top of page

The Man Who Never Gave Up



Kia ora, I’m Suitauloa Simon Young, and this is One Ancestor at a Time. 


Today our story begins in the place that was once the centre of the “civilised” world … London, England. This is the story of … the man who never gave up. My grandfather, Lamont Arthur Lind Young. 


To me as a child, he was a very British old man who came visiting once every year or two. A little like Sir David Attenborough to look at and hear. Grandpa and Nana wrote their birthday cards to “Master Simon Young” - a common way of addressing a boy child formally in the “olden days”, although it’s a little odd these days. 


It was long after his passing that I really “met” my grandfather Young, through his story. And that’s what I want to share today. 


Born in Fulham, London in 1906, Lamont, or Monty as he was to be known, was the eldest son of Charles Young, a Royal Navy Lieutenant, and Margaret Young, known as Daisy. 


Monty’s sister Olive - or Nonie, as she was known - was born a year later. In 1910 followed younger brother James - or Jimmy, as he was known, and the youngest, David, was born in 1912. To my knowledge, David was the only family member with no nickname! 


In 1914, the world changed. An assassination in Serbia set off a chain of events that saw all European nations entering a state of war and dragging the world with them into World War I. Charles, now a retired Lieutenant Commander, was recalled to the Royal Navy and, in early 1915 sent to Turkey to begin the Dardanelles campaign. 


We shall learn more of what happened to Charles in a future episode, but here’s the spoiler: the campaign did not end well. Charles was injured in the sinking of the ship Irresistible, and was eventually invalided out of the navy.


Life for the Young family could not have been easy. Some family stories talk of growing up with very little money. However, by now this was the beginning of the roaring twenties, and surprising opportunities were about to present themselves. 


Monty first followed his father’s footsteps, joining the Navy as a cadet. It’s at this point that the family narratives diverge. Those who liked Monty say he was thrown overboard as part of a cruel initiation ritual. Those who didn’t get on with Monty say he was thrown overboard for insubordination. Regardless of the reason, the result was a lifelong battle with emphysema that made him unsuitable for Naval service.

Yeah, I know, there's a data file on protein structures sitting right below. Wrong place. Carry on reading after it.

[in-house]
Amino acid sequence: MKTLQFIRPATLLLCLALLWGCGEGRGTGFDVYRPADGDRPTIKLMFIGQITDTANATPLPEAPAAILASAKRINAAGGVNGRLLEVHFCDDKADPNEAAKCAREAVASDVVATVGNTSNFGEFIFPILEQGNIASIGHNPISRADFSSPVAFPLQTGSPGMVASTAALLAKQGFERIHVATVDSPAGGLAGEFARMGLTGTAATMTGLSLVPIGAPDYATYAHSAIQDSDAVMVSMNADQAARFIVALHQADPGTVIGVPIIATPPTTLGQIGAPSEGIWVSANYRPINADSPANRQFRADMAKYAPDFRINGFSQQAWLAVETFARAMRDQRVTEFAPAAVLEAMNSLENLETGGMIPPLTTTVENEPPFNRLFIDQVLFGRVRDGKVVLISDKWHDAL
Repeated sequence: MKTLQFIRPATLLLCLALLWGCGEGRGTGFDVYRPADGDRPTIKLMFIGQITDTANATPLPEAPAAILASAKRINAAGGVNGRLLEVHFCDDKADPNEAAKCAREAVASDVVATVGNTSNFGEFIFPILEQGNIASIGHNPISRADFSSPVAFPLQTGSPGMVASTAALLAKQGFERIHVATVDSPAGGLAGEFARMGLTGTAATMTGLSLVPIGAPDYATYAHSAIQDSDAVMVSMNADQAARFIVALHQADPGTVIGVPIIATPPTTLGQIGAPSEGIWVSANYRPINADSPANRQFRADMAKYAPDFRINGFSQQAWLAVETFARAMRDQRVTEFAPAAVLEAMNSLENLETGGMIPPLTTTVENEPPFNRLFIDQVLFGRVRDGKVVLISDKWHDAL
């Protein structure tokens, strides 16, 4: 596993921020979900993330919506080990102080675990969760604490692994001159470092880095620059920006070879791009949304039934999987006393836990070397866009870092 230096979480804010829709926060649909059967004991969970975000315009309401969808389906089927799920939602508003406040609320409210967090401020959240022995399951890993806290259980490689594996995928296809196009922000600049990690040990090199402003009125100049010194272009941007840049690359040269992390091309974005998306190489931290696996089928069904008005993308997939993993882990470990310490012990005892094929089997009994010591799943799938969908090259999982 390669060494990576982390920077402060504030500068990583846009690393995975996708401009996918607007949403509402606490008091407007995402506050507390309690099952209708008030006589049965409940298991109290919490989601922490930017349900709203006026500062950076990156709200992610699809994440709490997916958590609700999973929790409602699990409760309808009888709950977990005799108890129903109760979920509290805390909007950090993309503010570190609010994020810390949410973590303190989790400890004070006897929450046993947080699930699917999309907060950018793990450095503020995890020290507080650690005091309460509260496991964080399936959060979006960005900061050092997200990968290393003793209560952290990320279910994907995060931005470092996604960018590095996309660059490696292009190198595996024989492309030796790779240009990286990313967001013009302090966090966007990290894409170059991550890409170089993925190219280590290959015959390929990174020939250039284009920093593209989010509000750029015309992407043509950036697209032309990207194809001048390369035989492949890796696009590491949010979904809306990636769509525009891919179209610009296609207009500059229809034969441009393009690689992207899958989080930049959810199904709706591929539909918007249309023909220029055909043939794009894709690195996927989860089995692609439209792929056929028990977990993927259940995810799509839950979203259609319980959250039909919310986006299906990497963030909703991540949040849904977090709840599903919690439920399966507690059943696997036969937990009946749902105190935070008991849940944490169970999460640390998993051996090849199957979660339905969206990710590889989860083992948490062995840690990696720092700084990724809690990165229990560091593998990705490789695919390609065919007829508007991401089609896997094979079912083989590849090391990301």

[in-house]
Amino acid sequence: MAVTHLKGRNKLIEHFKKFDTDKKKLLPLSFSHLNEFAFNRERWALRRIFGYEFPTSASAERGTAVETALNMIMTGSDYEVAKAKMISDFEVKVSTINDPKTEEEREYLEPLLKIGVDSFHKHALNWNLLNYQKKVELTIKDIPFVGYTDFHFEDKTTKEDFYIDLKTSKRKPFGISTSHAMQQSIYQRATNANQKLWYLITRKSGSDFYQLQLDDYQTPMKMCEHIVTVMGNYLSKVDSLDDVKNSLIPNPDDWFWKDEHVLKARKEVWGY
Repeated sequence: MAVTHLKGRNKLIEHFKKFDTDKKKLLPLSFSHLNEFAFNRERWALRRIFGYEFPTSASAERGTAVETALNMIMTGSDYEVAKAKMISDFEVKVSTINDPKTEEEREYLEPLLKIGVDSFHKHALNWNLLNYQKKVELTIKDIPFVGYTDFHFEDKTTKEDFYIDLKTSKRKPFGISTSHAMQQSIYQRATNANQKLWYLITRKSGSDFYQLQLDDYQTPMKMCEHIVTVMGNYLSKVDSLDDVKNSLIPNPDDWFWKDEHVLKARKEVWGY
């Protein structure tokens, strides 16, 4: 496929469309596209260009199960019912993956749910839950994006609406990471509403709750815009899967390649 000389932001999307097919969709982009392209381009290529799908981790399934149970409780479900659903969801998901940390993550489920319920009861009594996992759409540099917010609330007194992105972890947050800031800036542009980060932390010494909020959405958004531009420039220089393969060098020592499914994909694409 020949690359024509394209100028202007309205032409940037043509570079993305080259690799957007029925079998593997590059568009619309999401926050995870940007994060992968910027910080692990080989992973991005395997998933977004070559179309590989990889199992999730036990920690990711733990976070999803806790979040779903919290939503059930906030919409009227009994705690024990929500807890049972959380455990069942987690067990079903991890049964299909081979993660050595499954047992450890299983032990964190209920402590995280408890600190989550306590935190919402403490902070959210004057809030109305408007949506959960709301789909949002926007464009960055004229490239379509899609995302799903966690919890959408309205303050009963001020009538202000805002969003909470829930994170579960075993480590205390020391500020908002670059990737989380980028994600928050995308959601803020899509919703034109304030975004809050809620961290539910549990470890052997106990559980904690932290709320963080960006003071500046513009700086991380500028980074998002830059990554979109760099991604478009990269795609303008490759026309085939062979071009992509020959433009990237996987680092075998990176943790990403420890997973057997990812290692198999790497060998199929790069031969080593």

Meanwhile, halfway across the world, decisions were being made which were to change the lives of the entire Young family, especially Monty. And it all started with wool… 


During the war, New Zealand’s wool exports were protected by the Royal Navy, the Mercantile Marine and the Fishing Fleet. After the war, the sheep owners of New Zealand wanted to show their gratitude to those forces, and specifically the families of those who lost their lives or livelihoods in the war. 


So, in 1920, The New Zealand Sheepowners' Acknowledgment of Debt to British Seamen Fund was established. 


Catchy name! 


At first, the fund made charitable donations to families back “home” in England, but after a while an idea took shape. Many of the children of killed or injured servicemen were reaching working age, and at the same time, the sheep farming industry had a skill shortage. And so, in 1923, a homestead with roughly 8000 acres of both farmed and un-improved land, was purchased by the fund, and became Flock House. 


In May 1924, at the age of just 17, Monty boarded the SS Remuera from Southampton to Auckland. The Remuera was named after the fancy Auckland suburb, but Monty was to go from the urban life he had known to the untamed backblocks of Aotearoa. I cannot imagine how he must have felt.